Two bears fight climate change

Polar Bear and Formosan Black Bear - Taiwan EPA\'s mascots in the battle against climate change

The Taiwan EPA has chosen two cartoon characters representing a Polar Bear and Formosan Black Bear to promote the battle against climate change. From the EPA's press release

Although the Polar Bear and Formosan Black Bear have developed separately in the Arctic and Taiwan, they are both affected by the impacts of climate change. They both face a life and death struggle. Therefore the EPA has invited the Polar Bear and Formosan Black Bear to hold the lifelong honorary positions of carbon cutting ambassadors. It can also let the Taiwanese people better understand climate change is not just a problem in the Arctic, it is our problem and a global problem. [English translation by David]

At least the EPA chose an animal endemic to Taiwan as part of its campaign, alongside the Polar Bear as a global symbol. Michael Turton has an interesting post today on the Pangolin, another one of Formosa's endemic species. Taiwan has a number of  endemic species that are now quite rare or endangered. The Formosan Clouded Leopard is already believed to be extinct. 

Meanwhile Taiwan News today reports that Taiwan is going in the opposite direction to sustainable development.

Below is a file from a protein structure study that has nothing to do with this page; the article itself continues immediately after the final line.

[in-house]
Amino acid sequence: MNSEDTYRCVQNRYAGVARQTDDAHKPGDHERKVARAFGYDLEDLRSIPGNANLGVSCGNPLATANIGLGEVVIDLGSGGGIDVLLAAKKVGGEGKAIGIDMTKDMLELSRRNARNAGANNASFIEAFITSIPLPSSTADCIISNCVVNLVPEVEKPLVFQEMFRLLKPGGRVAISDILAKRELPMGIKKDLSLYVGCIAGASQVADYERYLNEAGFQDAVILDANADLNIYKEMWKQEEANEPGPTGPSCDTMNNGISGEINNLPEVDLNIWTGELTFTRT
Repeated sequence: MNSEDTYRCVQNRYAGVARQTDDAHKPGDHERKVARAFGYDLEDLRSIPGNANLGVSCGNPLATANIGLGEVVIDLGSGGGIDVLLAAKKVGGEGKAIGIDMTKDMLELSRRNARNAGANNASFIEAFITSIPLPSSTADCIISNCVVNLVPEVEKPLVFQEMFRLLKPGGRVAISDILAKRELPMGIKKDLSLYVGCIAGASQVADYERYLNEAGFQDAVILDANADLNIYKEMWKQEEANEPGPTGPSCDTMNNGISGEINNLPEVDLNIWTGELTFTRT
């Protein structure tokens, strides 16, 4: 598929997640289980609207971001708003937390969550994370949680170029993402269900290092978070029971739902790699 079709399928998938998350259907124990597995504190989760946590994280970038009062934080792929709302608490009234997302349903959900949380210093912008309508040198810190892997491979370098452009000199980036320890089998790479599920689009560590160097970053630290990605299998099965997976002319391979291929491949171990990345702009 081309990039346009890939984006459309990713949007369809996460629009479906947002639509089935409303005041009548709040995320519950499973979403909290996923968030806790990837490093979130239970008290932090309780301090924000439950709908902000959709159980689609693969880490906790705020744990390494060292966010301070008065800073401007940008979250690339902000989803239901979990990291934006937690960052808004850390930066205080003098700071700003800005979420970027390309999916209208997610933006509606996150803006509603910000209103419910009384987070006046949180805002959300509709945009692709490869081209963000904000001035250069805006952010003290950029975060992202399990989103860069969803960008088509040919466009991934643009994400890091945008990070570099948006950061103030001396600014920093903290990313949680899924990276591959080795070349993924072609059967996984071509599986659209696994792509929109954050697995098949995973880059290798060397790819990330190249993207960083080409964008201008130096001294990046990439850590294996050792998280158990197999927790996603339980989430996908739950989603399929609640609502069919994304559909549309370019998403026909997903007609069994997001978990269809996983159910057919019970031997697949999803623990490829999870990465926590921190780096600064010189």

The Executive Yuan released yesterday its 2007 Taiwan sustainable development indicators compiled by the National Council for Sustainable Development Network showing that Taiwan's living environment degenerated in 2007, despite improvements in many sectors, including reservoir quality and waste recycling.

Compared with the similar indicators applied to illustrate the country's environmental sustainability in 2006, the report indicates that 15 of 41 indicators moved away from sustainability in 2007.

They include the carbon dioxide emission amount, water resources, garbage output per capita, the volume of public pollution petitions under government management and the pesticide consumption percentage of agricultural output in a year.

The problem is enormous. It will take more than two bears to solve it and I fear that for the Polar Bear and Formosan Black Bear it may already be too late.